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Toward a quantitative risk analysis framework to identify non-conforming building products
Non-conforming building products are an emerging concern to both regulators and consumers. This paper describes the global supply and logistic network as a form of radical innovation and demonstrates how failure to identify the evolution of this radical innovation has produced gaps in the existing regulatory framework. This finding suggests that the existing frequency-based risk management model may be sub-optimal to manage non-conforming building products. To manage this form of radical innovation, this paper describes the need to develop a more effective risk management process that identifies and manages uncertainties. The findings of this paper have implications for both regulators and the construction sector in jurisdictions that source products from the global supply network.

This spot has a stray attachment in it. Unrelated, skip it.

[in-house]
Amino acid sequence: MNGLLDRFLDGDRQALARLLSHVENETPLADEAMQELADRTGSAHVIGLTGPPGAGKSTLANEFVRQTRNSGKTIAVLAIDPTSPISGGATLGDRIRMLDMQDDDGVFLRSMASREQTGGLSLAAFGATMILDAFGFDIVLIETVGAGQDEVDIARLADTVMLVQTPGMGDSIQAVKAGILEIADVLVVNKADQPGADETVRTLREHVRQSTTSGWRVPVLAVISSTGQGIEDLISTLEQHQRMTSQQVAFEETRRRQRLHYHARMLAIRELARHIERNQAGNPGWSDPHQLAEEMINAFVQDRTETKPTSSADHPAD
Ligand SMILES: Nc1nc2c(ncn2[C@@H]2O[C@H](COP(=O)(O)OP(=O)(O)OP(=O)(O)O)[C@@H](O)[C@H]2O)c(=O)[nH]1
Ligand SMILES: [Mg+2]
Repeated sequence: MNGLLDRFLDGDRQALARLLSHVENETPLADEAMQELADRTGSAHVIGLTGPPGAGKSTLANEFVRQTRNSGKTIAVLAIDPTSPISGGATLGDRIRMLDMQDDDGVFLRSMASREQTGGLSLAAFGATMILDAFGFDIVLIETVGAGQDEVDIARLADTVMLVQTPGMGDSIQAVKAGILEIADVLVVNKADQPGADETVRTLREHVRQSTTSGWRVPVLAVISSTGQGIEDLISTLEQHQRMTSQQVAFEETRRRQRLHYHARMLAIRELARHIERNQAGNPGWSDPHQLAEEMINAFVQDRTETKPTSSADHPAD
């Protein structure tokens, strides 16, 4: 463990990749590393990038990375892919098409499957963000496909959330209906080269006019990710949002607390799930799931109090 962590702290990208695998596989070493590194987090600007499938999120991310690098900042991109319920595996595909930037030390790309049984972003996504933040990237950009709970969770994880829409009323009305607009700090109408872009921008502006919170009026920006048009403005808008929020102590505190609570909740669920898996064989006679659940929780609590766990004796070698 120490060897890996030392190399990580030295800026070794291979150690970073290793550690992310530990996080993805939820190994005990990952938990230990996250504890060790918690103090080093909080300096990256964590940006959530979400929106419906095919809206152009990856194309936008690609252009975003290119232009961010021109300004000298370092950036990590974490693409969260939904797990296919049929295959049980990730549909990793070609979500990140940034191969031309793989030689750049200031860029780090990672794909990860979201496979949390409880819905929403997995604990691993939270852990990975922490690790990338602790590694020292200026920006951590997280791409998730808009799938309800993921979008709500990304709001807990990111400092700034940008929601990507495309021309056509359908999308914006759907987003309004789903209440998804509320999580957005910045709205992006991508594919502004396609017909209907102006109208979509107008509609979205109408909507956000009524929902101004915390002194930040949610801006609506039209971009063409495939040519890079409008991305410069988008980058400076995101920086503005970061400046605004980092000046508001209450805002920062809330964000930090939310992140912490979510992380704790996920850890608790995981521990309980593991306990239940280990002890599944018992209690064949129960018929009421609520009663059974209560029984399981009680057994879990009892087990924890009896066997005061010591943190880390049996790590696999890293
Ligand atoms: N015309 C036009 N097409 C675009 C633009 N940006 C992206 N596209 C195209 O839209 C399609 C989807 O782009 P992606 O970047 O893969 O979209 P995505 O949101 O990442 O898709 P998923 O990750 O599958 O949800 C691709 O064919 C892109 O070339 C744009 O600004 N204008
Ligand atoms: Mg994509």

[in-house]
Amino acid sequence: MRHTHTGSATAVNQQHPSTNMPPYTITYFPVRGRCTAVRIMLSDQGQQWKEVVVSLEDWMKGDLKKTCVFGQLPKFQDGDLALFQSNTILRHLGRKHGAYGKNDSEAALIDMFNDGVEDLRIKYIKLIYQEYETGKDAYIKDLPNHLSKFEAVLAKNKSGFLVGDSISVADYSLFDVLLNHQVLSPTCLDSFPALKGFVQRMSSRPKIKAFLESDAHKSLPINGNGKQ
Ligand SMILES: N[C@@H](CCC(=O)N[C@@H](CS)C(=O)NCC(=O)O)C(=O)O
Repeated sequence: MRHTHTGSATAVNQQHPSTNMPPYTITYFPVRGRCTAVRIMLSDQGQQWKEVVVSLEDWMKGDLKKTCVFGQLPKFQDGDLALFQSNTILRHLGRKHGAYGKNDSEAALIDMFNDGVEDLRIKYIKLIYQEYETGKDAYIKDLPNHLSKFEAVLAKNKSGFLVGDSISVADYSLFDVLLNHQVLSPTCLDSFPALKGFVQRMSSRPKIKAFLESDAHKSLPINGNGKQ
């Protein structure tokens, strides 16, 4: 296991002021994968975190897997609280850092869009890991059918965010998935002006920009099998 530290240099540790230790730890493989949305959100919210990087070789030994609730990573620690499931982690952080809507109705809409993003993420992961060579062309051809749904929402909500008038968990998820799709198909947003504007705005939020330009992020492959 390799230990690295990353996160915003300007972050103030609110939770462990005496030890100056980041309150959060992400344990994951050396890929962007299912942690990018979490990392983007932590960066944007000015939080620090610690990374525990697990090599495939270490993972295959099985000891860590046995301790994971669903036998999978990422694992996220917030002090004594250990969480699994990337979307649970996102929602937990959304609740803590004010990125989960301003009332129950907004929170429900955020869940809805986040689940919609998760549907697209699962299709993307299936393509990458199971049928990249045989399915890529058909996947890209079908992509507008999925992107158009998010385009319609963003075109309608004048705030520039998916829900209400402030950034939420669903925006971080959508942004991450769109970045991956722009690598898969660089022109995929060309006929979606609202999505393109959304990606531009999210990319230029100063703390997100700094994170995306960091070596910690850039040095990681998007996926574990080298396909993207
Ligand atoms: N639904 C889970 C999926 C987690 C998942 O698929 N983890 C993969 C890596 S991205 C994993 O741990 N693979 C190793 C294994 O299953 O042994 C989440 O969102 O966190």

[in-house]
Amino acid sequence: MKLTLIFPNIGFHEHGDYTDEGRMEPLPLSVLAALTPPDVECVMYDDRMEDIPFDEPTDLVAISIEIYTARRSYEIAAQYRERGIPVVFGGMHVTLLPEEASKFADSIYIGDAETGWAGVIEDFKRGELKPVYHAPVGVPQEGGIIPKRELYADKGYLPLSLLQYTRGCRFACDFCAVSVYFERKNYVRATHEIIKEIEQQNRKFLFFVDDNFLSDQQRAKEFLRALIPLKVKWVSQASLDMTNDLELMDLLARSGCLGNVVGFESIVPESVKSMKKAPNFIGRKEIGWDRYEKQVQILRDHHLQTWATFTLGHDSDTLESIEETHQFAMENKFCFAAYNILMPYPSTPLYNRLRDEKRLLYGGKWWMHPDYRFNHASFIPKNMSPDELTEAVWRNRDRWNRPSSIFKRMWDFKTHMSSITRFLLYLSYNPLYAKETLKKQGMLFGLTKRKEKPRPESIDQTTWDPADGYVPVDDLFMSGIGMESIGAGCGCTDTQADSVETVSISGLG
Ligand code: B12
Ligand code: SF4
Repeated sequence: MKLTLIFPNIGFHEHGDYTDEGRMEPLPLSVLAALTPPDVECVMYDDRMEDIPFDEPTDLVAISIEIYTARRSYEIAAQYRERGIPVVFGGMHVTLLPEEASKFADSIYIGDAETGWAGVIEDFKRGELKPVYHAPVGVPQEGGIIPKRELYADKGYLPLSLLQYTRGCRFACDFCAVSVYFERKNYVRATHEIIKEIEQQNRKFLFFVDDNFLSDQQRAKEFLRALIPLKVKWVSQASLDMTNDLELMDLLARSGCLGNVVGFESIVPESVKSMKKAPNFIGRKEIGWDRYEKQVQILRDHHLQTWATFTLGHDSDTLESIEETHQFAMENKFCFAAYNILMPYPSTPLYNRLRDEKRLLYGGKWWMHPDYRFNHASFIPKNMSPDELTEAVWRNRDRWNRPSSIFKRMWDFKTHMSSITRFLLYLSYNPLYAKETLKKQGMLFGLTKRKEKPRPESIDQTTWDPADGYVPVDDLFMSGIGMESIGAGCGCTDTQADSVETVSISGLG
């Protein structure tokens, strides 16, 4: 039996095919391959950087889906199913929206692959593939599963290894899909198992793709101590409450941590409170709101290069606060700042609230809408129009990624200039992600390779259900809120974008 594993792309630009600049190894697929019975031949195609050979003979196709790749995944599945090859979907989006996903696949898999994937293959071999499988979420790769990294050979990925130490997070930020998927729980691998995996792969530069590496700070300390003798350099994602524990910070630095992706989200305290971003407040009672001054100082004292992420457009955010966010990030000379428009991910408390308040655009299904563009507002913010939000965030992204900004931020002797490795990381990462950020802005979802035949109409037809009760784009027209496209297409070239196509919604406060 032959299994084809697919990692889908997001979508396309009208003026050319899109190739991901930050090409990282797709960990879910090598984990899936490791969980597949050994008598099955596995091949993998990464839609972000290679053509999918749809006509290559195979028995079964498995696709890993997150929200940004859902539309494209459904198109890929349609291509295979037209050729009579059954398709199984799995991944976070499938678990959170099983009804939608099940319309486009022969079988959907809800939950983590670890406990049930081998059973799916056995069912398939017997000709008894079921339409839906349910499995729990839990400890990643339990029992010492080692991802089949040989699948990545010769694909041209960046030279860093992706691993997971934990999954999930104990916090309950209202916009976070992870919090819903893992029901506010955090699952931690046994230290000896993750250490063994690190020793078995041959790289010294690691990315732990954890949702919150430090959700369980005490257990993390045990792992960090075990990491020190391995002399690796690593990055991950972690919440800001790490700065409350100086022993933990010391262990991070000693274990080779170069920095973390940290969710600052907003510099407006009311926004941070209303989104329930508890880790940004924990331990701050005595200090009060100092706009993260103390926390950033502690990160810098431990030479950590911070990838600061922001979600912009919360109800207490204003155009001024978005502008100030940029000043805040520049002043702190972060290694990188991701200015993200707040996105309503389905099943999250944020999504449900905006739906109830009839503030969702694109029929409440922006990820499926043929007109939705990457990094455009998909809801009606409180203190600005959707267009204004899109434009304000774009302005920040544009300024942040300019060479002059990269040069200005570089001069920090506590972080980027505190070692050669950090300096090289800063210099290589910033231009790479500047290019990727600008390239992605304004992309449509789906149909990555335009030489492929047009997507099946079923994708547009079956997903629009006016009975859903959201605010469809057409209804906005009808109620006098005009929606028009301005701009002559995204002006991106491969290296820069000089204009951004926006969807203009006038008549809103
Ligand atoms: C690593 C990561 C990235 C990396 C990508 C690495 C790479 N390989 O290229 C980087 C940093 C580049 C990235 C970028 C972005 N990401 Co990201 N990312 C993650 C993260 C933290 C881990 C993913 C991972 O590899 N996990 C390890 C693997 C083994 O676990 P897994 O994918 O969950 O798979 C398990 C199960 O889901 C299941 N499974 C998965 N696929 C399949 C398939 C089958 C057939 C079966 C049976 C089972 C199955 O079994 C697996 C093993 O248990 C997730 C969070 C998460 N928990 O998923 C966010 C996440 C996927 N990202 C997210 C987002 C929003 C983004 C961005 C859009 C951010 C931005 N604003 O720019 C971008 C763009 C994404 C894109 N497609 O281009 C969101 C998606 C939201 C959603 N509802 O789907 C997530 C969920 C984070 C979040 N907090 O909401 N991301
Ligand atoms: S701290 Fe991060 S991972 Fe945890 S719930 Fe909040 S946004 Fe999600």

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Darryl O’Brien is Head of Course, Undergraduate Built Environment at Central Queensland University where he lectures in Building Surveying and the Built Environment. Darryl is a current member of the Australian Institute of Building Surveying and is a past QLD/NT Vice President. Prior to joining CQU, Darryl was a Queenslandbased private building surveyor and planning consultant involved in a range of building and planning projects. He holds bachelor degrees in both Building Surveying and Building Design and a Master’s degree in Environmental Planning and is a recent PhD graduate. Darryl’s doctoral research examined how to best optimise building codes in response to ongoing demographic and technological change. Darryl’s other research engagement includes ethics and conflict of interest; the identification and management of non-conforming building products; managing demographic change and environmental docility; and the history of building code development.